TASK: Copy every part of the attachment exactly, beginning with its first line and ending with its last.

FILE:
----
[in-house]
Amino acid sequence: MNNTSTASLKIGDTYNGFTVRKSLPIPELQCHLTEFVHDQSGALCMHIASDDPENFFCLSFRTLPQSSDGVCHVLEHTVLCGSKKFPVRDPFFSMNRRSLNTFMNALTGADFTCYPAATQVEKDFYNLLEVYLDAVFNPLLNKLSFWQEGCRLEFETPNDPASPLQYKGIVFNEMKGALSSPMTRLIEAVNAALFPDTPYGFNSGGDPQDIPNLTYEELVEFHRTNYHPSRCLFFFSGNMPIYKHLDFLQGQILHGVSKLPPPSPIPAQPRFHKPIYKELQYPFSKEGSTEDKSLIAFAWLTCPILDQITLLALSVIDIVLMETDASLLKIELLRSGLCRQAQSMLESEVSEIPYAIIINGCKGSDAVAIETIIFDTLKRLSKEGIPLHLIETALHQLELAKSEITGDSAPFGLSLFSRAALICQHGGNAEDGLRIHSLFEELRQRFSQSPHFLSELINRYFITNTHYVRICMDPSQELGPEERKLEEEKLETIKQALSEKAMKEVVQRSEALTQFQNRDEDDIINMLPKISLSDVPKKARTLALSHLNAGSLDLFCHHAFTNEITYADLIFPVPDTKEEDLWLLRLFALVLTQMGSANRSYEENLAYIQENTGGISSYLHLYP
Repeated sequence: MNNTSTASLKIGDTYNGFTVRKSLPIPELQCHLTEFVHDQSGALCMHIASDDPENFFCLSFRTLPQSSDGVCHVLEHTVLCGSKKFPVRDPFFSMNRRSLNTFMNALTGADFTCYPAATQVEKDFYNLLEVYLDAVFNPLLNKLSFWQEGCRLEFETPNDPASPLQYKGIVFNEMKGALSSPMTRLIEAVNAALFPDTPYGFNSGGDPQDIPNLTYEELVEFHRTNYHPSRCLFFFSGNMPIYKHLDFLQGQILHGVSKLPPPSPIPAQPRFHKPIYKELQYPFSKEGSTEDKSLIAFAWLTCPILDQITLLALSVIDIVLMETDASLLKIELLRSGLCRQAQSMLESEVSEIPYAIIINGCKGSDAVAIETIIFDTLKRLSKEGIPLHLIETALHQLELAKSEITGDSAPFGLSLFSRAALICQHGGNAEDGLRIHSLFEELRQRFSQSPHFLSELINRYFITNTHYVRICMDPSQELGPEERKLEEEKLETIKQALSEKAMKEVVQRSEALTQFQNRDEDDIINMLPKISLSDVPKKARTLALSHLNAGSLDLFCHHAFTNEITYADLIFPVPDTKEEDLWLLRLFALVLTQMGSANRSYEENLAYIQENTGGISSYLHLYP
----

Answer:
[in-house]
Amino acid sequence: MNNTSTASLKIGDTYNGFTVRKSLPIPELQCHLTEFVHDQSGALCMHIASDDPENFFCLSFRTLPQSSDGVCHVLEHTVLCGSKKFPVRDPFFSMNRRSLNTFMNALTGADFTCYPAATQVEKDFYNLLEVYLDAVFNPLLNKLSFWQEGCRLEFETPNDPASPLQYKGIVFNEMKGALSSPMTRLIEAVNAALFPDTPYGFNSGGDPQDIPNLTYEELVEFHRTNYHPSRCLFFFSGNMPIYKHLDFLQGQILHGVSKLPPPSPIPAQPRFHKPIYKELQYPFSKEGSTEDKSLIAFAWLTCPILDQITLLALSVIDIVLMETDASLLKIELLRSGLCRQAQSMLESEVSEIPYAIIINGCKGSDAVAIETIIFDTLKRLSKEGIPLHLIETALHQLELAKSEITGDSAPFGLSLFSRAALICQHGGNAEDGLRIHSLFEELRQRFSQSPHFLSELINRYFITNTHYVRICMDPSQELGPEERKLEEEKLETIKQALSEKAMKEVVQRSEALTQFQNRDEDDIINMLPKISLSDVPKKARTLALSHLNAGSLDLFCHHAFTNEITYADLIFPVPDTKEEDLWLLRLFALVLTQMGSANRSYEENLAYIQENTGGISSYLHLYP
Repeated sequence: MNNTSTASLKIGDTYNGFTVRKSLPIPELQCHLTEFVHDQSGALCMHIASDDPENFFCLSFRTLPQSSDGVCHVLEHTVLCGSKKFPVRDPFFSMNRRSLNTFMNALTGADFTCYPAATQVEKDFYNLLEVYLDAVFNPLLNKLSFWQEGCRLEFETPNDPASPLQYKGIVFNEMKGALSSPMTRLIEAVNAALFPDTPYGFNSGGDPQDIPNLTYEELVEFHRTNYHPSRCLFFFSGNMPIYKHLDFLQGQILHGVSKLPPPSPIPAQPRFHKPIYKELQYPFSKEGSTEDKSLIAFAWLTCPILDQITLLALSVIDIVLMETDASLLKIELLRSGLCRQAQSMLESEVSEIPYAIIINGCKGSDAVAIETIIFDTLKRLSKEGIPLHLIETALHQLELAKSEITGDSAPFGLSLFSRAALICQHGGNAEDGLRIHSLFEELRQRFSQSPHFLSELINRYFITNTHYVRICMDPSQELGPEERKLEEEKLETIKQALSEKAMKEVVQRSEALTQFQNRDEDDIINMLPKISLSDVPKKARTLALSHLNAGSLDLFCHHAFTNEITYADLIFPVPDTKEEDLWLLRLFALVLTQMGSANRSYEENLAYIQENTGGISSYLHLYP